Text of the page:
Chris Cornell at MoPop, Jaws, Breaking Bad and more in bronze and silicone
On October 7th, the Museum of Pop Culture in Seattle held a special unveiling ceremony of the new Chris Cornell life-sized bronze statue — commissioned and donated by Vicky Cornell.
At the ceremony, which was attended by Cornell’s family and Soundgarden band mates, Vicky beautifu
lly described the rock icon and Seattle legend as “an artist who continues to draw us together forever.” That spirit is exactly what’s captured in the statue. It was created by artist, Nick Marra.
After 30+ years working as a sculpter and special effects make-up artist in the television and film industry, Marra started his own studio where he now creates life-size silicone figures, bronze busts, and statues for the likes of private clients, business owners, production companies, award ceremonies, national organizations and more. Marra takes a ton of pride in not only capturing the intricate physical details of the person he is sculpting, but also constructing a piece that represents the unique emotion of the individual.
Shortly after the Seattle ceremony, I had the chance to catch up with Marra who took me through his incredible process.
What is your personal artistic journey? How did you begin sculpting?
I began at an early age ( around eight-years-old ) to really enjoy drawing, from there I gravitated towards sculpture. Developing and refining my techniques I ended up creating some sculptures from a wildlife art gallery in my hometown of Windsor, Ontario, Canada.
Soon thereafter, I realized my love of art and film would lead me to Los Angeles, California in 1988. I then began working in the Special Makeup FX industries, working on close to 200 films, commercials , and TV. I was fortunate enough to work on some of the bigger Special FX movies of the era (Jurassic Park 1 and 2 , Terminator 3, The Walking Dead , Star Trek 6, Halloween 6 , and Nightmare on a Elm St 6, to name a few).
Seeking out more autonomy, I opened my own Studio (Nick Marra Studios) in 2014.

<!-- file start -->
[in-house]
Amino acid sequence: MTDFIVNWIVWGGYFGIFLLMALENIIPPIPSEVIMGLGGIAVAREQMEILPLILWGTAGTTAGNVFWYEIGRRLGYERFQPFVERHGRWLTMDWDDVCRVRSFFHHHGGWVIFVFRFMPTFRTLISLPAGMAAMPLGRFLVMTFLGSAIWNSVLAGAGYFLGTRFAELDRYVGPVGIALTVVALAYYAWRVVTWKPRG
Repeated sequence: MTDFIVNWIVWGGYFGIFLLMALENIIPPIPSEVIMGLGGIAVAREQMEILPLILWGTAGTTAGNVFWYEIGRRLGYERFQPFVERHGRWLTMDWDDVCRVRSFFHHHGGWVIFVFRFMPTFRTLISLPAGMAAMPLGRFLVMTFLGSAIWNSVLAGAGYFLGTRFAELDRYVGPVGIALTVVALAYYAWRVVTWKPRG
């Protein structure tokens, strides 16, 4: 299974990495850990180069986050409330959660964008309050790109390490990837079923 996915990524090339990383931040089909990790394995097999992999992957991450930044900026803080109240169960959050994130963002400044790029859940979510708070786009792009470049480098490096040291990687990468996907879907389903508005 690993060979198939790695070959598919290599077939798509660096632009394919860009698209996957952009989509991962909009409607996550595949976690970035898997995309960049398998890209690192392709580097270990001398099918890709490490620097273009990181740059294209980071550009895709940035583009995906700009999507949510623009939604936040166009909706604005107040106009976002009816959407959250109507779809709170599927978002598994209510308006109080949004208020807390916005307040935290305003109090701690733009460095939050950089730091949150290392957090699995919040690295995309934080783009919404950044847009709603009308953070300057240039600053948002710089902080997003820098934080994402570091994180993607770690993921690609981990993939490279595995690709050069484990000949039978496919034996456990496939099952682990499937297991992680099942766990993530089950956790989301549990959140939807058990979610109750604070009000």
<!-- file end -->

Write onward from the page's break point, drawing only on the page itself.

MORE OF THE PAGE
What is the artistic process to create such a sculpture like the magnificent Chris Cornell piece?
The first aspect with any project is scale — what size will the piece be? Over-sized ( heroic ), life-sized , or other smaller scales ( 2/3 , 1/2 , etc ).
Next is material — in the case of the Cornell piece, the client wanted a life sized full bodied bronze.
Next is timeline — since the scale and material dictates the time-frame for completion. A bronze, because of the tedious foundry schedule has a slower turnaround time than say my hyper realistic figures.
I then plot out my method of attack, from armature to sculpting material, to appropriate molding techniques. With bronze my foundry ( Art Bronze inc ) they use the lost wax method — so I supply my molds and they generate a wax which then gets a porcelain shell ( temporary, or throw away mold ). Once the porcelain is hardened the throw away mold is put in a high temp oven ( kiln ) and then the wax is burned out. At this point the porcelain mold is ready for the raw , liquid bronze. Once cooled , the metal ( bronze ) is freed from the porcelain. Clean up on the metal ( chasing ) and then the final finish ( patina ) is discussed with the client. With the Cornell piece, we went with a traditional “classic” patina.
How long does a statue like this take you to complete?
The Cornell piece was about six months from start to finish.
How do you know what image of person you’d like to replicate? Is it as simple as collaborating with the person or family to find the right one?
With bronzes usually the client collaborated on the “look” or pose, but it can vary depending on subject or clients desires. One of my trademarks, I’ve been told, is having the ability to capture the essence of the person more than just a traditional likeness. I always strive to create a living being with each of my pieces.
Will you listen to the artist’s music prior to starting or during the process to embody the person?
I absolutely listen to not only his music, but interviews as well as hearing from loved ones — this really helps create the right look for the sculpt.
What are the final dimensions of such a sculpture like Cornell’s in terms of height, weight, etc?
Since this piece was life-sized , Chris was rather tall (6–3 ) with the pose his right hand thrusting upward was approximately 7 feet at the tip of his fingers.The bronze was weighed at the foundry and cane in around 385 lbs.
What are you working on now? What’s on tap for you?
I’m working on a huge bronze project for the Tolerance Museum in Israel (Ronald Reagan and Netan Sharansky on a bench). And I have an Alice Cooper (silicone hyperreal)piece in the works for Monsterpalooza 2019 ( Pasadena ).
When you your work will be donated to MoPop — Seattle and it represents an icon in Chris Cornell, with a legendary body of work, planted in the middle of the mecca, Seattle (+ knowing it will mean a lot to so many fans) how does that make you feel? What does it mean to you?
It’s actually indescribable, it’s still a surreal experience, at the unveiling ( Oct 7th ) standing in front of the piece, knowing all the pain, blood, sweat and tears that went into it’s creation — it was an incredibly emotional moment. I’m just hoping the fans appreciate the care and love that went into it’s creation. It’s a great honor for me to be involved, and huge thanks to Vicky Cornell for offering this gift to the city of Seattle, and fans all around the world to make their pilgrimage to pay their respects to this legendary voice of a generation.